And here it was. In a morning of presentations and classroom visits, our family got to see the other middle school’s campus, meet the teachers and principal, and ask the students themselves about their experience in the program. These 6th, 7th, and 8th graders were articulate, engaged, and enthusiastic about their school. Every time they spoke, Kyle’s eyes lit up with recognition. I could practically see him processing this discovery. He looked at me and smiled, and flashed a thumbs-up.
When a kid seems excited about going to school, that’s a pretty good sign.
A ten minute drive isn’t a big deal, really. It’s a luxury, even, for most residents of Los Angeles. For me, it’s about adjusting to the loss of the easy morning routine I thought I would have, and accepting a carpool life. Kyle is undaunted. He looks forward to it.
There are some formalities. It’s not our home school, so I had to apply for a “school of choice” permit, which was virtually guaranteed by his admission into this program. Still, when I received the email with the subject “Permit Approved,” I felt a shift.
It was a door opening for our family, a gate if you don’t mind the wordplay, to something unexpected. Something that could be wonderful, if we just give it a chance.
This shop has been compensated by Collective Bias, Inc. and its advertiser. All opinions are mine alone. #MyPledgeCastle #CollectiveBias
Here at the House of Prince we are royalty by last name only, and our house can be considered a castle in the hearts of the people who live here! With two young boys and now a kitten among us, this castle is always in need of a little picking up and dusting.
Our Humble Castle
One of the ways my husband and I have dressed up our humble house is by carefully choosing our furniture. Most of it is designed to withstand the abuse of two little boys, but there are a few beloved pieces that anchor some of our rooms: specifically, our Mission-style dresser, the imported sofa table that now displays treasured family photos, and the bar I put together with my own two hands. Every time I look at them I smile – unless they are coated with dust!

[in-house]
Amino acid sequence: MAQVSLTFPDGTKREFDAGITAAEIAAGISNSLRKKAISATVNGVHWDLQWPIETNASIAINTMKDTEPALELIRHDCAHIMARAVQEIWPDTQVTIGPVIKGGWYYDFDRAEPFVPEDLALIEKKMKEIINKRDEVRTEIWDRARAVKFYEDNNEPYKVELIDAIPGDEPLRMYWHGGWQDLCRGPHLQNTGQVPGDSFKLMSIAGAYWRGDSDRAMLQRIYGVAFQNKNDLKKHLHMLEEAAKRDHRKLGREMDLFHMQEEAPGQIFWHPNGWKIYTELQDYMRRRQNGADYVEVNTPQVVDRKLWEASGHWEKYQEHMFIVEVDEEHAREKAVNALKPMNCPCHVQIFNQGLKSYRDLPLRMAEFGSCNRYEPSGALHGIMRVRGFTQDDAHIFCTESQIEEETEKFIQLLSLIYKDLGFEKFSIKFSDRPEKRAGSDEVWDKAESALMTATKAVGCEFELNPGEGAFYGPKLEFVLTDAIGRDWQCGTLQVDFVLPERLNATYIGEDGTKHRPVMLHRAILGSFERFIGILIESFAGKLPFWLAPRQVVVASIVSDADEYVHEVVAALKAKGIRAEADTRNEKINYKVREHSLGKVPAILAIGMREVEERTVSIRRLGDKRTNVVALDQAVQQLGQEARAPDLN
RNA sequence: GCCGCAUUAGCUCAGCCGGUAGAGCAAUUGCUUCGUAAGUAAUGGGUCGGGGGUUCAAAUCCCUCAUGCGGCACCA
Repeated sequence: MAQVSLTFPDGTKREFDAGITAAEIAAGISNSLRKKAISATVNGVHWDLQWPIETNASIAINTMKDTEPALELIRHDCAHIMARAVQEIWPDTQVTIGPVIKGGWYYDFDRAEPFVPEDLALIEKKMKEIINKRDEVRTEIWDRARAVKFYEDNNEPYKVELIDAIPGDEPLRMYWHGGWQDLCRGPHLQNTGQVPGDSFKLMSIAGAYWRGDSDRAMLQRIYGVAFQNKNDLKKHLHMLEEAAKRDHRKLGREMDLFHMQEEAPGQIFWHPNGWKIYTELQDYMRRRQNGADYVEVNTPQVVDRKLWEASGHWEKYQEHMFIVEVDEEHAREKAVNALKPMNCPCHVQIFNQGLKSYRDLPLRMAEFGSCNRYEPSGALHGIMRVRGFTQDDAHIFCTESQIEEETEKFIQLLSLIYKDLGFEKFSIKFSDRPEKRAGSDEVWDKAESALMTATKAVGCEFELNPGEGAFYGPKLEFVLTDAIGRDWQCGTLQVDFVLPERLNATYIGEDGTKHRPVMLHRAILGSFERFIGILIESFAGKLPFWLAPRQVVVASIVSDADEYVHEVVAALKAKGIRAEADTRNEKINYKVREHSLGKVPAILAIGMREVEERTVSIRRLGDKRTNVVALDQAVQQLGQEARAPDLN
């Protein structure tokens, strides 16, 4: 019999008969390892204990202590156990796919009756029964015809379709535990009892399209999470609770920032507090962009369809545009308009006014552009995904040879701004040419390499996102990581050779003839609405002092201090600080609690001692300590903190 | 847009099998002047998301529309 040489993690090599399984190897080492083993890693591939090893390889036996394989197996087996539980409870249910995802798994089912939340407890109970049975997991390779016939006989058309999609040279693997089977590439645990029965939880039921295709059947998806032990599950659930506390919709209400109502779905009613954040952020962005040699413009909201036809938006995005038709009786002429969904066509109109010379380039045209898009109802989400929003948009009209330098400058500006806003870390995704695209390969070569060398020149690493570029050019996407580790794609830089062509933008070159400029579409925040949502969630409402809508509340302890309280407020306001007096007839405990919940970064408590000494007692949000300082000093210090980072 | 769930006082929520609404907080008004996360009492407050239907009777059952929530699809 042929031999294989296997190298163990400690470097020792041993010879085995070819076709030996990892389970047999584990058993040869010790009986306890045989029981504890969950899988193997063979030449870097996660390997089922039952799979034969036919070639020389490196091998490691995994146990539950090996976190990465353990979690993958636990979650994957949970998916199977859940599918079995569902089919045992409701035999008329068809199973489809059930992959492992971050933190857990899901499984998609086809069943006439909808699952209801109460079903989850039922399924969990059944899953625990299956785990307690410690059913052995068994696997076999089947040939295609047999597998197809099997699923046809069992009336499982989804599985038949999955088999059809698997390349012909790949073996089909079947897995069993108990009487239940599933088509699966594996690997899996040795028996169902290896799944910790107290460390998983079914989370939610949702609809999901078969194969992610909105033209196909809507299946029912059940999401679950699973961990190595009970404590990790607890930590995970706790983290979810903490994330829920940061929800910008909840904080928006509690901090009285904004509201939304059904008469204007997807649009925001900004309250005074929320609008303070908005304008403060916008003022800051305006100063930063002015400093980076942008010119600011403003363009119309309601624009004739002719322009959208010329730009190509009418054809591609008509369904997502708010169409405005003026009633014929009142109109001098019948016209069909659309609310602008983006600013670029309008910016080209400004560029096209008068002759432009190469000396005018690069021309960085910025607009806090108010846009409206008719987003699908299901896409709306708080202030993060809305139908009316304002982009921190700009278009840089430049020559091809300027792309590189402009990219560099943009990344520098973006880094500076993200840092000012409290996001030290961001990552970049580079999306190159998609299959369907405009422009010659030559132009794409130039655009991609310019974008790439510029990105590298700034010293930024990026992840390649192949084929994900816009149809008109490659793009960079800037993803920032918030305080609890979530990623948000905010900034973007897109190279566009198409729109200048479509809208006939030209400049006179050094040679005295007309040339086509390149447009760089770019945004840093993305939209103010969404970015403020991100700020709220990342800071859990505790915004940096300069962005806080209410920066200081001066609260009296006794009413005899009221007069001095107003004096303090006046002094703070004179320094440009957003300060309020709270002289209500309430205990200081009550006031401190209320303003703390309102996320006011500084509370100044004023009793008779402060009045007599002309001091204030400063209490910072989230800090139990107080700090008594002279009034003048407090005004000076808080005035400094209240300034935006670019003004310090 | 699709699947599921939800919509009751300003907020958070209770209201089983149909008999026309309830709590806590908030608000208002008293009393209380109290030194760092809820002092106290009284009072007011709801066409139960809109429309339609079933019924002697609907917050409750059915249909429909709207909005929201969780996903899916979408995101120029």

And of course since I work at home I look at these items every day. I hate it when they get dusty so I am known for my “random acts of dusting.” I use Pledge® Lemon Clean Furniture Spray (purchased at my local Ralphs) because it doesn’t just come in handy for dusting – it also gets the wood nice and shiny and leaves behind that fresh Lemon Pledge® scent.
Pledge® Lemon Clean Furniture Spray can also be used on laminate, stainless steel, leather, marble, granite and plastic. Plus it features Allergens Trappers® to remove dust and up to 90% of the allergens found in dust.
Use Left-behind Socks For Random Acts of Dusting!
This is a great little trick that I tell my friends about: use the sad single sock left behind when one goes missing!
Save the Socks
Don’t throw those singletons away – save them for dusting! I also save socks that the kids reject as uncomfortable, or socks that have become too small for them, or too worn out or holey for me!
Mark Them Up
Mark them with a permanent marker or the kids will grab them and put them BACK in the laundry rotation, making me go crazy trying to match them up with a partner!
Station Your Stash
Stash a set of old socks with a can of Pledge® Lemon Clean Furniture Spray. Make a few of these sets and place them throughout your house where they can be in easy reach when you spot dust collecting on your pretty furniture. A simple spray and swipe will make you smile!
Pledge® is more than just a wood polish – you can use it for your everyday cleaning to bring out the beauty in your surroundings.
That’s why you got that lovely piece of furniture, right?
To see what other fresh scents you get with Pledge® visit their Facebook page!
And for inspiration and housecleaning tips, visit Pledge’s #MyPledgeCastle page!